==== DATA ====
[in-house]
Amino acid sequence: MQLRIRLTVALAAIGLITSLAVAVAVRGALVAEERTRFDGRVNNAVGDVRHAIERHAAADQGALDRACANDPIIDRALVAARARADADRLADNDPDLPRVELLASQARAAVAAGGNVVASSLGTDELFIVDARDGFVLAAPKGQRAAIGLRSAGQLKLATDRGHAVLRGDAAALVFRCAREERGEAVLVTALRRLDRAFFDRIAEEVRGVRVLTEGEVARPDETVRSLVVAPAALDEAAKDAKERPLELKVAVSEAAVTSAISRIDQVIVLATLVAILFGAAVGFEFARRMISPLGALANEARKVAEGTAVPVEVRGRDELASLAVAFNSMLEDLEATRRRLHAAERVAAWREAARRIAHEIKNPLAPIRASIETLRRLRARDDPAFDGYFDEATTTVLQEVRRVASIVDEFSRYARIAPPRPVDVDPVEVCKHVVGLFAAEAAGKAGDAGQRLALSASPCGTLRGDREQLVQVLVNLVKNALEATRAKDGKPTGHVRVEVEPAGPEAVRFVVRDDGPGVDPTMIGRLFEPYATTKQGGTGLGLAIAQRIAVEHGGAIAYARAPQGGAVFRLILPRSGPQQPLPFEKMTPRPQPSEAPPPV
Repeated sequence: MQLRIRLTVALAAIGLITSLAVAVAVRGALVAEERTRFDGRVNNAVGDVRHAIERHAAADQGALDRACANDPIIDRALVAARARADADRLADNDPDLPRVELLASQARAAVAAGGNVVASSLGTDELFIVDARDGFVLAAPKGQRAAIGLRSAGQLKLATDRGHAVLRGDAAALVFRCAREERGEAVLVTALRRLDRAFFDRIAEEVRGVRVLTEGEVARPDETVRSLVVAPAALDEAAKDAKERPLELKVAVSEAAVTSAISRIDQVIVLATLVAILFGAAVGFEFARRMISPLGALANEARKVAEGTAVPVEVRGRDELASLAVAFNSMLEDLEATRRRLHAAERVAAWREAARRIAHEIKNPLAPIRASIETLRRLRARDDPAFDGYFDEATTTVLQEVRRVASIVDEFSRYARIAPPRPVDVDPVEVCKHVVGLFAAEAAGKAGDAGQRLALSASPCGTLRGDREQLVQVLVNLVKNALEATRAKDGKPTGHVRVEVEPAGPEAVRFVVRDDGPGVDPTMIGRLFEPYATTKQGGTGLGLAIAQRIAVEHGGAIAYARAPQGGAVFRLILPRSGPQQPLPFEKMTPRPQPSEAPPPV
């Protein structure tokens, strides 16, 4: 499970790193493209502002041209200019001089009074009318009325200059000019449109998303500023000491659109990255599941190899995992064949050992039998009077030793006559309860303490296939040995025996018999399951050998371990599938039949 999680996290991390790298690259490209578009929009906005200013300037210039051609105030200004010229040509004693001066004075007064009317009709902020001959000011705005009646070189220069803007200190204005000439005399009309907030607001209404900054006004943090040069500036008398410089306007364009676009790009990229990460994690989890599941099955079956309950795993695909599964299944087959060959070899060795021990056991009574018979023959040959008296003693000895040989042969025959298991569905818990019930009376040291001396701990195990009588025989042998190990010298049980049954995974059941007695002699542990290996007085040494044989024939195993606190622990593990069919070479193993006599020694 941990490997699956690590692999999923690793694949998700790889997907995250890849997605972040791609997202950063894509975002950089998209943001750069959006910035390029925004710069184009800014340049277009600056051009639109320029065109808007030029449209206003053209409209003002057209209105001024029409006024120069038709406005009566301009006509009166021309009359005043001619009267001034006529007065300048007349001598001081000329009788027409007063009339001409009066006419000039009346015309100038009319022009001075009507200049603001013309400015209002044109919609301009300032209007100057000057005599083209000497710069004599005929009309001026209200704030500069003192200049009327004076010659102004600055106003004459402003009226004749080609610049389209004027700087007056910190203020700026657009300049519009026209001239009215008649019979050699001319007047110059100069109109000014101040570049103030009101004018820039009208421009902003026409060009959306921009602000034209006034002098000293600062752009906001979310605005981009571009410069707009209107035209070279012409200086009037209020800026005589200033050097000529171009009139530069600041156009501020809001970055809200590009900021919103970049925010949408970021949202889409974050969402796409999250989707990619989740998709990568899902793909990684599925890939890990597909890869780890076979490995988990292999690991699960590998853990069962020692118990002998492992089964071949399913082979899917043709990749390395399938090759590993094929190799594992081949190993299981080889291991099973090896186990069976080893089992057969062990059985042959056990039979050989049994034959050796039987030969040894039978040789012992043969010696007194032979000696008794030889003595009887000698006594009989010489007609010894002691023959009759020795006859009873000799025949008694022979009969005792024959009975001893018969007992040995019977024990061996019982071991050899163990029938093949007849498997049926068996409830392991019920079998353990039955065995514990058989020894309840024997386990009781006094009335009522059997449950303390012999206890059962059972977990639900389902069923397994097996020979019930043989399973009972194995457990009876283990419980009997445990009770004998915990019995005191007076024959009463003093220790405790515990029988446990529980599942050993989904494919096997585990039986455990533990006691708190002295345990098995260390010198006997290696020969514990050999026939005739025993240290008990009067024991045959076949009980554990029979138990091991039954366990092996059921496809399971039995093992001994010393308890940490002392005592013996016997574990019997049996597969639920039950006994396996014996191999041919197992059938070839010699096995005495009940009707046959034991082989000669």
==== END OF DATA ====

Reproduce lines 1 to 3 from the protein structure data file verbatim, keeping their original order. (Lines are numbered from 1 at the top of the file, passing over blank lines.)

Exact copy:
[in-house]
Amino acid sequence: MQLRIRLTVALAAIGLITSLAVAVAVRGALVAEERTRFDGRVNNAVGDVRHAIERHAAADQGALDRACANDPIIDRALVAARARADADRLADNDPDLPRVELLASQARAAVAAGGNVVASSLGTDELFIVDARDGFVLAAPKGQRAAIGLRSAGQLKLATDRGHAVLRGDAAALVFRCAREERGEAVLVTALRRLDRAFFDRIAEEVRGVRVLTEGEVARPDETVRSLVVAPAALDEAAKDAKERPLELKVAVSEAAVTSAISRIDQVIVLATLVAILFGAAVGFEFARRMISPLGALANEARKVAEGTAVPVEVRGRDELASLAVAFNSMLEDLEATRRRLHAAERVAAWREAARRIAHEIKNPLAPIRASIETLRRLRARDDPAFDGYFDEATTTVLQEVRRVASIVDEFSRYARIAPPRPVDVDPVEVCKHVVGLFAAEAAGKAGDAGQRLALSASPCGTLRGDREQLVQVLVNLVKNALEATRAKDGKPTGHVRVEVEPAGPEAVRFVVRDDGPGVDPTMIGRLFEPYATTKQGGTGLGLAIAQRIAVEHGGAIAYARAPQGGAVFRLILPRSGPQQPLPFEKMTPRPQPSEAPPPV
Repeated sequence: MQLRIRLTVALAAIGLITSLAVAVAVRGALVAEERTRFDGRVNNAVGDVRHAIERHAAADQGALDRACANDPIIDRALVAARARADADRLADNDPDLPRVELLASQARAAVAAGGNVVASSLGTDELFIVDARDGFVLAAPKGQRAAIGLRSAGQLKLATDRGHAVLRGDAAALVFRCAREERGEAVLVTALRRLDRAFFDRIAEEVRGVRVLTEGEVARPDETVRSLVVAPAALDEAAKDAKERPLELKVAVSEAAVTSAISRIDQVIVLATLVAILFGAAVGFEFARRMISPLGALANEARKVAEGTAVPVEVRGRDELASLAVAFNSMLEDLEATRRRLHAAERVAAWREAARRIAHEIKNPLAPIRASIETLRRLRARDDPAFDGYFDEATTTVLQEVRRVASIVDEFSRYARIAPPRPVDVDPVEVCKHVVGLFAAEAAGKAGDAGQRLALSASPCGTLRGDREQLVQVLVNLVKNALEATRAKDGKPTGHVRVEVEPAGPEAVRFVVRDDGPGVDPTMIGRLFEPYATTKQGGTGLGLAIAQRIAVEHGGAIAYARAPQGGAVFRLILPRSGPQQPLPFEKMTPRPQPSEAPPPV